Rep. Gabbard and Syrian Kurdish leader make for odd State of the Union pair

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Article Summary
The 2020 presidential contender will be joined by a leader of the US-backed Syrian Kurds for President Trump’s big speech.

A US-backed Kurdish group fighting to stop the US withdrawal from Syria has scored an unlikely invite to tonight’s State of the Union address from a congresswoman well known for her stance against American interventionism.

In a statement this afternoon, longshot 2020 presidential contender Rep. Tulsi Gabbard, D-Hawaii, announced that she had invited Syrian Democratic Council (SDC) co-president Ilham Ahmed to President Donald Trump’s address. Gabbard called Ahmed “a leader in the battle against ISIS in Syria.” ISIS is an abbreviation for the Islamic State.

The two women could make for awkward seatmates in the House chamber.

The Kurdish leader has used a two-week tour of Washington to push the United States to stand by the Pentagon-backed Syrian Democratic Forces and continue its military involvement in Syria. Gabbard, an Iraq War veteran who stirred controversy two years ago by visiting Syrian President Bashar al-Assad in Damascus, tweeted last month that she wanted US troops to leave the war-torn country “ASAP.”

“We must bring our troops home from Syria, quickly and responsibly,” Gabbard said in a statement today announcing that she had invited Ahmed to the speech. “President Trump’s announced hasty withdrawal from Syria could leave the Kurds vulnerable to slaughter by Turkey’s President [Recep Tayyip] Erdogan who has repeatedly threatened to attack them, and invade Syrian territory long-held by Syrian Kurds.”

It’s not clear how Gabbard became aware of Ahmed’s visit, which generated buzz on social media when the Kurdish leader had an impromptu run-in with the president at Trump International Hotel in Washington last week. When asked about the invitation, a spokesperson for Gabbard referred Al-Monitor back to her official statement.

The invitation immediately earned scorn on social media from the congresswoman’s critics. Her fledgling presidential campaign has been beset by staffing woes, an unwanted endorsement from white supremacist David Duke and an apparent boost from Russian websites that interfered in the 2016 election.

But the Kurds are happy for the opportunity to attend Trump's address. Bassam Ishak, the SDC’s representative in Washington, said Gabbard called him last week with the invitation after his business card circulated during meetings on Capitol Hill. Ishak said Ahmed wasn’t aware that Gabbard was seeking a “quick” pullout from Syria when they received the invitation.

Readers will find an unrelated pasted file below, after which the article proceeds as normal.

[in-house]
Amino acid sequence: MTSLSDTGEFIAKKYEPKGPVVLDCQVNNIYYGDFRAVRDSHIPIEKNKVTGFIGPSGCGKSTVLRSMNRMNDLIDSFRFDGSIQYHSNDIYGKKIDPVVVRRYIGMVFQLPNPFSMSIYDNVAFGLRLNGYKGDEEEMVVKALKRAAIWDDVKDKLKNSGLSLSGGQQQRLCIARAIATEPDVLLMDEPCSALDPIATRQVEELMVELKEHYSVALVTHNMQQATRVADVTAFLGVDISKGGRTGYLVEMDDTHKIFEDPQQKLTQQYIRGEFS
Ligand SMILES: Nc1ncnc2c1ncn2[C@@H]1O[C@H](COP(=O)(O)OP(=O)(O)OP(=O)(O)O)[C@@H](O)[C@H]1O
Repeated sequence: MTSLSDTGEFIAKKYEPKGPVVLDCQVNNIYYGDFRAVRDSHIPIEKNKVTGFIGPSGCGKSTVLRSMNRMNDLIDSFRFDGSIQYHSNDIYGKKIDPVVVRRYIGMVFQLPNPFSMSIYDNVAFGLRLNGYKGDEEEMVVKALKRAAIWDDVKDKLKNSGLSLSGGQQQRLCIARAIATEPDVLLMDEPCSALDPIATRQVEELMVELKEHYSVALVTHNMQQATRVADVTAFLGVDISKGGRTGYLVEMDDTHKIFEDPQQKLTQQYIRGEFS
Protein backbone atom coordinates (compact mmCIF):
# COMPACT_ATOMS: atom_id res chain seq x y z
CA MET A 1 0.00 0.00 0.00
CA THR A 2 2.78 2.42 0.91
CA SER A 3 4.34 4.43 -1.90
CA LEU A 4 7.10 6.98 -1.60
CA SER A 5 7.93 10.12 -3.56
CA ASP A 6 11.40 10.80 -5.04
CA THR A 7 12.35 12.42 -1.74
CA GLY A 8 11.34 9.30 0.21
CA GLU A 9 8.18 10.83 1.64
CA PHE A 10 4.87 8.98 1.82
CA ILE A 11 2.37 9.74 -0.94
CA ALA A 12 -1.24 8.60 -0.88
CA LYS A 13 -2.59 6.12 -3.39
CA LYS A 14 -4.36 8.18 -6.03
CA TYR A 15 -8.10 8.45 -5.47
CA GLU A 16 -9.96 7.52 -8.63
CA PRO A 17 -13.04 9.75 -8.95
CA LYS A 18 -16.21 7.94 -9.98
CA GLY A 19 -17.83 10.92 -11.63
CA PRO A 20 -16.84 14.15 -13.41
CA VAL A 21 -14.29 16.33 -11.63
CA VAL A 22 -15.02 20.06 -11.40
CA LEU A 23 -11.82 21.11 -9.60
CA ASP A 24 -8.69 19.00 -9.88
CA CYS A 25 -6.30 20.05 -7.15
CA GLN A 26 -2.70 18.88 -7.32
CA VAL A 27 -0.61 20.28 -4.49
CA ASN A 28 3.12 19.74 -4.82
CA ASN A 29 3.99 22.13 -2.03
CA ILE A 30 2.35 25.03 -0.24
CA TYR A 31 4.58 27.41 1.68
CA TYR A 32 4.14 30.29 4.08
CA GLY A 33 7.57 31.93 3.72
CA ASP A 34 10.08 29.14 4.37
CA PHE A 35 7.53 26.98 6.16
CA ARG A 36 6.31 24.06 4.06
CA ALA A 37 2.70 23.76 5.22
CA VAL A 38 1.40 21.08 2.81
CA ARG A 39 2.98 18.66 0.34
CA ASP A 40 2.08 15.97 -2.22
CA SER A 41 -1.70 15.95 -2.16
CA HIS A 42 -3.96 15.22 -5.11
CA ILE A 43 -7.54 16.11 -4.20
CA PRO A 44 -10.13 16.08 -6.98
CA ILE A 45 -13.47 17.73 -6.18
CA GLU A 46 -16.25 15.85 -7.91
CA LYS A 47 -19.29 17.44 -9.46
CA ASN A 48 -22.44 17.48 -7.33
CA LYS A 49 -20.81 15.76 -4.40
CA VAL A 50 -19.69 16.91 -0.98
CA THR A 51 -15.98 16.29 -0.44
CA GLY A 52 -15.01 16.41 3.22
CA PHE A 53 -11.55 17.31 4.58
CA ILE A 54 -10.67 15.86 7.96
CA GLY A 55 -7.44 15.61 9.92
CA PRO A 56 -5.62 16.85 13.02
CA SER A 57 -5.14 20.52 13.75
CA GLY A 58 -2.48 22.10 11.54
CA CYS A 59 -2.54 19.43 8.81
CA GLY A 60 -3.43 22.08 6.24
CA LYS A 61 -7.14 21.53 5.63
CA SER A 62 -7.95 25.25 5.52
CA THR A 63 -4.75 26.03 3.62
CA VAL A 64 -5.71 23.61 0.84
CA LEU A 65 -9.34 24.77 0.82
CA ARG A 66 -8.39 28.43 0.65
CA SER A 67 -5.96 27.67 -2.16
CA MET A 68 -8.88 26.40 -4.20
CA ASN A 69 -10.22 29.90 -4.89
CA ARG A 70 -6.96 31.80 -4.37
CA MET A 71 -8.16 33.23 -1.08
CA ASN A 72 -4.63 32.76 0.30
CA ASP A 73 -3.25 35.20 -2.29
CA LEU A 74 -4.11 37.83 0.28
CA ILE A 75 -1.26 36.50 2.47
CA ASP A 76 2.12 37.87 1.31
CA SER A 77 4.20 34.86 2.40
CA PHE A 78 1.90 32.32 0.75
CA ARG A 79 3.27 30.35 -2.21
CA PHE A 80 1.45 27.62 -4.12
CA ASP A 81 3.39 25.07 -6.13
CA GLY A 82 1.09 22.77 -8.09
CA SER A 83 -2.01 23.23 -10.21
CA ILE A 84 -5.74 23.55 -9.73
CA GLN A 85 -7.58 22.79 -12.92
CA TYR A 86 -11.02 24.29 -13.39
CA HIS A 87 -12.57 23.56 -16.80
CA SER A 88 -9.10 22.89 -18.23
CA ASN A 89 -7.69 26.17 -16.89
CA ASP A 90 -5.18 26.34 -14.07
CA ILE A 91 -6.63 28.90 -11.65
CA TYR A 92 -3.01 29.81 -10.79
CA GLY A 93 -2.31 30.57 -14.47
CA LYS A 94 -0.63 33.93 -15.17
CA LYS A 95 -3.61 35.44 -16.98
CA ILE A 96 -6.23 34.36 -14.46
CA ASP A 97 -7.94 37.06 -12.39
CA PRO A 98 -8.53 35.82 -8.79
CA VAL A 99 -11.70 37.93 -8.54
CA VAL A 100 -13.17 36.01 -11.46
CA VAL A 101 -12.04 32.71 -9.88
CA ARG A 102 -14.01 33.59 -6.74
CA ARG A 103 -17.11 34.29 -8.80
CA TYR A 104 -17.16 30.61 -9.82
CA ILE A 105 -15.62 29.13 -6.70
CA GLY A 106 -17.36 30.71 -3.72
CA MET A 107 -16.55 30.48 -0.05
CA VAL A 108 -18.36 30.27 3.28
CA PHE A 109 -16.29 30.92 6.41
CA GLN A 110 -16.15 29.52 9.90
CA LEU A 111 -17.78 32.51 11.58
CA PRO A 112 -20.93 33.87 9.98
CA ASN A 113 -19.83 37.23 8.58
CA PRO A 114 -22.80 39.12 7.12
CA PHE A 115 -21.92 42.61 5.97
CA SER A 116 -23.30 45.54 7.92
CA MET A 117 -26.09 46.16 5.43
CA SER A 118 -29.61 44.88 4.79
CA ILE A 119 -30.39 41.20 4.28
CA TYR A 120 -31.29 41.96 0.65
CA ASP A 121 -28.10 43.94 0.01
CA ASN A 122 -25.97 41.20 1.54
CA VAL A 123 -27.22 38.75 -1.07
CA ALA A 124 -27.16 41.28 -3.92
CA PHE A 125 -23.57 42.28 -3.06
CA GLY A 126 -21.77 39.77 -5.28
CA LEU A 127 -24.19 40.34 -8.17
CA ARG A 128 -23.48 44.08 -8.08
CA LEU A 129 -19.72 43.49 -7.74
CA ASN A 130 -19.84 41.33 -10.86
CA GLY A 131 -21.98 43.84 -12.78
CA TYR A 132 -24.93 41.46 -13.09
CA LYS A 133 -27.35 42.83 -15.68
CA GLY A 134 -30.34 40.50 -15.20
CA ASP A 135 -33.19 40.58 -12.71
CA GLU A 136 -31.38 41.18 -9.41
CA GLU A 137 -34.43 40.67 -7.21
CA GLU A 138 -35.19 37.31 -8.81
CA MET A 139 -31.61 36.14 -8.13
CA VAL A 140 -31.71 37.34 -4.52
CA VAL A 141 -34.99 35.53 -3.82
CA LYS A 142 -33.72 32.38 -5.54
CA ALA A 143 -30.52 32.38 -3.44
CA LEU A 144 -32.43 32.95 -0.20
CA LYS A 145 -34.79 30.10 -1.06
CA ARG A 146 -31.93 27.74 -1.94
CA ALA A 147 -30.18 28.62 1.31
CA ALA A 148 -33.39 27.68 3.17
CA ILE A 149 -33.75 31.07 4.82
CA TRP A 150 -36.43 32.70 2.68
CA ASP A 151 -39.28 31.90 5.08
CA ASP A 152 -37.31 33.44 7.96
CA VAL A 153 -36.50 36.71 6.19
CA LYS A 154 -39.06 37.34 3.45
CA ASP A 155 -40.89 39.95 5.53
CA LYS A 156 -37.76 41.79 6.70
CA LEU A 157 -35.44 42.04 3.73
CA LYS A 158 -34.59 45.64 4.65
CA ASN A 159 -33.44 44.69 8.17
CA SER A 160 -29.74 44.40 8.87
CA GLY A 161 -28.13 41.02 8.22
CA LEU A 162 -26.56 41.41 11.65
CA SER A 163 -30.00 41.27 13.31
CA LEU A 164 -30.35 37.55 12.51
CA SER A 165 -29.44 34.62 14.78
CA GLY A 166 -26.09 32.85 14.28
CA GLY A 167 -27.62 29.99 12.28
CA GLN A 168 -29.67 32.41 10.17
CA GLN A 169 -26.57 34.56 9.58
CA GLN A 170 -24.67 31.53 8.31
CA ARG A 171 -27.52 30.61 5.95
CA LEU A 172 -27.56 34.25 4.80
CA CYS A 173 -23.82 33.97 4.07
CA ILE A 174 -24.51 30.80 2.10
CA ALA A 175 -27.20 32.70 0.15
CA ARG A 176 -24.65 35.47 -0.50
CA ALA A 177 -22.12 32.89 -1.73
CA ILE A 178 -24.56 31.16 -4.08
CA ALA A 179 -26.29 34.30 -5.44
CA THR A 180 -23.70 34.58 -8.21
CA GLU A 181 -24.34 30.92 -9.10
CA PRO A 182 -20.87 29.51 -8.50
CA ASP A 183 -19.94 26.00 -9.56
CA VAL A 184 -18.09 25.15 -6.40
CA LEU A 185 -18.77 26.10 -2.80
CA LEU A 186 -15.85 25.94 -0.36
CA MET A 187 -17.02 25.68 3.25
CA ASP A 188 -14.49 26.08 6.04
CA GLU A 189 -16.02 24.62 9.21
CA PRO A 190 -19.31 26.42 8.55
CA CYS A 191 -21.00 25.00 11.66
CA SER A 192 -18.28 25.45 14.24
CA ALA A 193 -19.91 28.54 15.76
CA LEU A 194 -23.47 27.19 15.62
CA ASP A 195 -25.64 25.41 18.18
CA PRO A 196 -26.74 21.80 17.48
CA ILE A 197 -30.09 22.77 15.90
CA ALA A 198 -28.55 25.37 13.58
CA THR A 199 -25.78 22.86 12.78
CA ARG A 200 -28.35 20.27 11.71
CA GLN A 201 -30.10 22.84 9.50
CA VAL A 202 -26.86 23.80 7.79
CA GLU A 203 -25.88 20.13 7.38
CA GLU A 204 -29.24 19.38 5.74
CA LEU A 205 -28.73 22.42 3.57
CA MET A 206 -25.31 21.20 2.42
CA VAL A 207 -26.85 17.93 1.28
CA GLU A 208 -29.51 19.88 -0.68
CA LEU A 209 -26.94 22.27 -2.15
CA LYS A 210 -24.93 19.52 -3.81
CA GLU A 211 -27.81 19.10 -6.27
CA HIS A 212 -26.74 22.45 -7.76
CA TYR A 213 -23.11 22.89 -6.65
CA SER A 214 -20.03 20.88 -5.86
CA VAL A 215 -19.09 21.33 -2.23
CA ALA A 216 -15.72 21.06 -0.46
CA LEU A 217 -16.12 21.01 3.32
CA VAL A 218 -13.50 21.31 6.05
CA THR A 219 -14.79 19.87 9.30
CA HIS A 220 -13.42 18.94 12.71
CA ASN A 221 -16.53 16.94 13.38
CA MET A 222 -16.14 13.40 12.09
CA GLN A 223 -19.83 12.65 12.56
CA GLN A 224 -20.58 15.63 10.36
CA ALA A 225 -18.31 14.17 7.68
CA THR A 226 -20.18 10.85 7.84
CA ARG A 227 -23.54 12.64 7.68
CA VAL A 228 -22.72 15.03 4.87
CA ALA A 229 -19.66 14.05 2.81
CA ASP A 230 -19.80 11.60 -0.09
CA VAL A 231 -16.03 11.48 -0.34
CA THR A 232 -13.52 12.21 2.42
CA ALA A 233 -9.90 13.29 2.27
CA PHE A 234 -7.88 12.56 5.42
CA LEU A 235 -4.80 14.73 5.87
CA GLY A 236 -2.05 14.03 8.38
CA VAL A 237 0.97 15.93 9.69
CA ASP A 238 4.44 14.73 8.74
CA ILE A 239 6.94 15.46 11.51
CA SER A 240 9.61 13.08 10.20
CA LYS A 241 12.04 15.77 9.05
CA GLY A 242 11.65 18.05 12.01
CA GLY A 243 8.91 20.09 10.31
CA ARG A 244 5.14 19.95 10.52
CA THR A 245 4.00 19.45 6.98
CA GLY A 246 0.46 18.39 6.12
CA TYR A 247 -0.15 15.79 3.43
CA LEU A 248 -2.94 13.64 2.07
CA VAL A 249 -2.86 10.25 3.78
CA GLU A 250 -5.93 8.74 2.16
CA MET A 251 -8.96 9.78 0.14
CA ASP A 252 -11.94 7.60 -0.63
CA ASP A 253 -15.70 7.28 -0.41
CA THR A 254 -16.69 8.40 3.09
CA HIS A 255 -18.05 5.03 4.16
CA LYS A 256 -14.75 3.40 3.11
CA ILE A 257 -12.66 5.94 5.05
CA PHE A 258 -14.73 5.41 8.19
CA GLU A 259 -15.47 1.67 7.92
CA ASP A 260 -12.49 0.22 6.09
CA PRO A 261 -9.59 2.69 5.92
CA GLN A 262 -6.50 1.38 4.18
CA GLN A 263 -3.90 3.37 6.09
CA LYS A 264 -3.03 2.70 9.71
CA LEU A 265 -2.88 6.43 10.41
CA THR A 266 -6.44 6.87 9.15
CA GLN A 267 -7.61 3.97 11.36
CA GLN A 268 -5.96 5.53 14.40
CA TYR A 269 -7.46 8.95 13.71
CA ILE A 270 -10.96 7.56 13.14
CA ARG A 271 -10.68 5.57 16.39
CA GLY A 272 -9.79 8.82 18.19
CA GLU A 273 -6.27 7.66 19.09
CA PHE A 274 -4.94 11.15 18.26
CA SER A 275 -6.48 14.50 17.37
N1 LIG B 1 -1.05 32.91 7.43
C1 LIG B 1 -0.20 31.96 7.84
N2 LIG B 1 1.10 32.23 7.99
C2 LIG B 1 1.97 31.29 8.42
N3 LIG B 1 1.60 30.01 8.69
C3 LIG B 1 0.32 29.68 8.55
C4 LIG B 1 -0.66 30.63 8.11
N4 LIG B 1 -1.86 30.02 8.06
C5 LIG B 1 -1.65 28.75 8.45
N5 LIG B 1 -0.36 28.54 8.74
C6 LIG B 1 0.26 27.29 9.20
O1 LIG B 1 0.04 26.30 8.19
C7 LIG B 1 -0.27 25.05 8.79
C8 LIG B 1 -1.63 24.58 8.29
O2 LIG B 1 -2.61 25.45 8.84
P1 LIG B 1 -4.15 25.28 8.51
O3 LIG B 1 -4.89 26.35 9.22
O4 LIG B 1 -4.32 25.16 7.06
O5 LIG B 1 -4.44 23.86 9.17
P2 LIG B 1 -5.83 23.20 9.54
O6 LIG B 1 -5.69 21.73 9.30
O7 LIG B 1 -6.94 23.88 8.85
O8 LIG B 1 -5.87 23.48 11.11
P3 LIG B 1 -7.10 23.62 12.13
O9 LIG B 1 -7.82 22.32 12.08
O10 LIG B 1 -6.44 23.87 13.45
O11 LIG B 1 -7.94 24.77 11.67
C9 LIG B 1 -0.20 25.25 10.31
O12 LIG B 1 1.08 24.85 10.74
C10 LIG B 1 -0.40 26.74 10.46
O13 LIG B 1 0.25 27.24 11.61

“When I told Ilham … she told me right then that she would go,” Ishak told Al-Monitor. “There wasn’t much analysis to it. She wanted to be there and she was honored that she received an invitation from a congresswoman who represents part of the American people.”

The invite, Ishak said, “whether it’s [from] Tulsi or any other congressman or senator,” shows that the Kurdish message “[has] support among the American people.”

While sitting alongside Gabbard would not appear to advance the SDC’s message to Washington policymakers, allies of the group say it’s an opportunity for Ahmed to show the impact of her trip to Middle East audiences.

“This is not for Americans,” said Diliman Abdulkader, the director of the pro-Israel Kurdistan Project at the Endowment for Middle East Truth in Washington. “This is for Kurds back home and a message to Erdogan and Assad. They will take this home and blast it all over the place.”

The move comes as the Kurdish delegation has openly discussed their willingness to court the Assad regime if talks with the United States to ensure their protection fall through. And despite Gabbard’s controversial stance on Syria, other Kurdish allies said she has proven respectful of their right to self-determination.

“The Kurds are talking, and will talk, to all forces on the ground (Syria, Turkey, Iran, Russia, US) as long as these forces respect their right to exist as a people,” Giran Ozcan, the US representative for the pro-Kurdish Peoples' Democratic Party of Turkey wrote in a tweet. “The fact that she ‘engages Assad’ is also her prerogative. If Assad engages the Kurds respectful of their demands they too will negotiate with him.”

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Jack Detsch is Al-Monitor’s Pentagon correspondent. Based in Washington, Detsch examines US-Middle East relations through the lens of the Defense Department. Detsch previously covered cybersecurity for Passcode, the Christian Science Monitor’s project on security and privacy in the Digital Age. Detsch also served as editorial assistant at The Diplomat Magazine and worked for NPR-affiliated stations in San Francisco. On Twitter: @JackDetsch_ALM, Email: jdetsch@al-monitor.com.

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